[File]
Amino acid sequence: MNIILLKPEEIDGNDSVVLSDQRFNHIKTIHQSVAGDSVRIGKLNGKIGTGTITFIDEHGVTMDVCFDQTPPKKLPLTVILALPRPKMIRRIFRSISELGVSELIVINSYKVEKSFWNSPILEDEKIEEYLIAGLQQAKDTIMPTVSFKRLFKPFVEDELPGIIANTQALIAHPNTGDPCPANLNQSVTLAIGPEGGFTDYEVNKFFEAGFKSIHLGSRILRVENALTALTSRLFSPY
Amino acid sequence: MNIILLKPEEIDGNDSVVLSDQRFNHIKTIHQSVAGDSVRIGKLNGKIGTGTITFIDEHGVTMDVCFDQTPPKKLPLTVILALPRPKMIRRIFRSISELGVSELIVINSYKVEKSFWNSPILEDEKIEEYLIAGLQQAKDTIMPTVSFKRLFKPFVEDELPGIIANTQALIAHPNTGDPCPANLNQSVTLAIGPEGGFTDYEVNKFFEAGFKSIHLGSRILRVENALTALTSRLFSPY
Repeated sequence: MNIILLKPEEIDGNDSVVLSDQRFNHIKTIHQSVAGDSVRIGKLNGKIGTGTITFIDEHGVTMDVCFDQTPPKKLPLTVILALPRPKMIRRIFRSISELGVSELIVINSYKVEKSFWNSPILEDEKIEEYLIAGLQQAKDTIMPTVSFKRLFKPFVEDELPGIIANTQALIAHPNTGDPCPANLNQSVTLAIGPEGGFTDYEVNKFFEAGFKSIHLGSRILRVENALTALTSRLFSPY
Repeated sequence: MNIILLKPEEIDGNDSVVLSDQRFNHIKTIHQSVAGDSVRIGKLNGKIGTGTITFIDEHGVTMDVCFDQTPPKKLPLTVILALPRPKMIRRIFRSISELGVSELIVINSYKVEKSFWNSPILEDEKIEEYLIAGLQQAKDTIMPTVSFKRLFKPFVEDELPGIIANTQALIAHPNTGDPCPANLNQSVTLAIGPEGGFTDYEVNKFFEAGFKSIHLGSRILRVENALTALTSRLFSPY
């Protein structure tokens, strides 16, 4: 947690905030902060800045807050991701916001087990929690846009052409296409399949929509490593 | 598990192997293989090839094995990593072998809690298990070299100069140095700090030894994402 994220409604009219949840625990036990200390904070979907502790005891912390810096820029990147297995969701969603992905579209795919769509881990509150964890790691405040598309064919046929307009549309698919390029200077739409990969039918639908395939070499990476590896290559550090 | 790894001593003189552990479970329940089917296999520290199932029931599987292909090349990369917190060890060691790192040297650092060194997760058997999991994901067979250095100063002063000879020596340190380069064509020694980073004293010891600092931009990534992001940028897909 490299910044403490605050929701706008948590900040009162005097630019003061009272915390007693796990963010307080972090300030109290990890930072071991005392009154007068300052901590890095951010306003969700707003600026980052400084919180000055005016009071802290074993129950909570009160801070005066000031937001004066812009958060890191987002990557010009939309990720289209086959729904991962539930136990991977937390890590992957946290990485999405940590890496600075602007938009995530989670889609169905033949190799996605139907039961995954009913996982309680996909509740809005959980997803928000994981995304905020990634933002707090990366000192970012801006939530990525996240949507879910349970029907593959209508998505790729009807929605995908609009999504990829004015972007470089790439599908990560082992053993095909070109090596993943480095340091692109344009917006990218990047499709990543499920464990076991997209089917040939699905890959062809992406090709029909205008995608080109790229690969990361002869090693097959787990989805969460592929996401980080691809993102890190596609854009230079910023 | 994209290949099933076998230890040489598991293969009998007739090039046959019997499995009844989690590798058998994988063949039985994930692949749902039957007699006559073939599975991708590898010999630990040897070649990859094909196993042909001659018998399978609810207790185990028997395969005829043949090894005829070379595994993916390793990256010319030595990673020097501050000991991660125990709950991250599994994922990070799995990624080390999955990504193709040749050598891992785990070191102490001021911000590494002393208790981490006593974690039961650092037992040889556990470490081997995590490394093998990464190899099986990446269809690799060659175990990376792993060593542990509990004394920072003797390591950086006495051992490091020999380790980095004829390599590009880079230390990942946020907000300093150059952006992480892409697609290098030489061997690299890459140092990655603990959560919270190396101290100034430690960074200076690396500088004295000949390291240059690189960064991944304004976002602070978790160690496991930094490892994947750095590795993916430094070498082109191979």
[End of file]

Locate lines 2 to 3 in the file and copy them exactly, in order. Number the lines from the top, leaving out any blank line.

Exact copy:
Amino acid sequence: MNIILLKPEEIDGNDSVVLSDQRFNHIKTIHQSVAGDSVRIGKLNGKIGTGTITFIDEHGVTMDVCFDQTPPKKLPLTVILALPRPKMIRRIFRSISELGVSELIVINSYKVEKSFWNSPILEDEKIEEYLIAGLQQAKDTIMPTVSFKRLFKPFVEDELPGIIANTQALIAHPNTGDPCPANLNQSVTLAIGPEGGFTDYEVNKFFEAGFKSIHLGSRILRVENALTALTSRLFSPY
Repeated sequence: MNIILLKPEEIDGNDSVVLSDQRFNHIKTIHQSVAGDSVRIGKLNGKIGTGTITFIDEHGVTMDVCFDQTPPKKLPLTVILALPRPKMIRRIFRSISELGVSELIVINSYKVEKSFWNSPILEDEKIEEYLIAGLQQAKDTIMPTVSFKRLFKPFVEDELPGIIANTQALIAHPNTGDPCPANLNQSVTLAIGPEGGFTDYEVNKFFEAGFKSIHLGSRILRVENALTALTSRLFSPY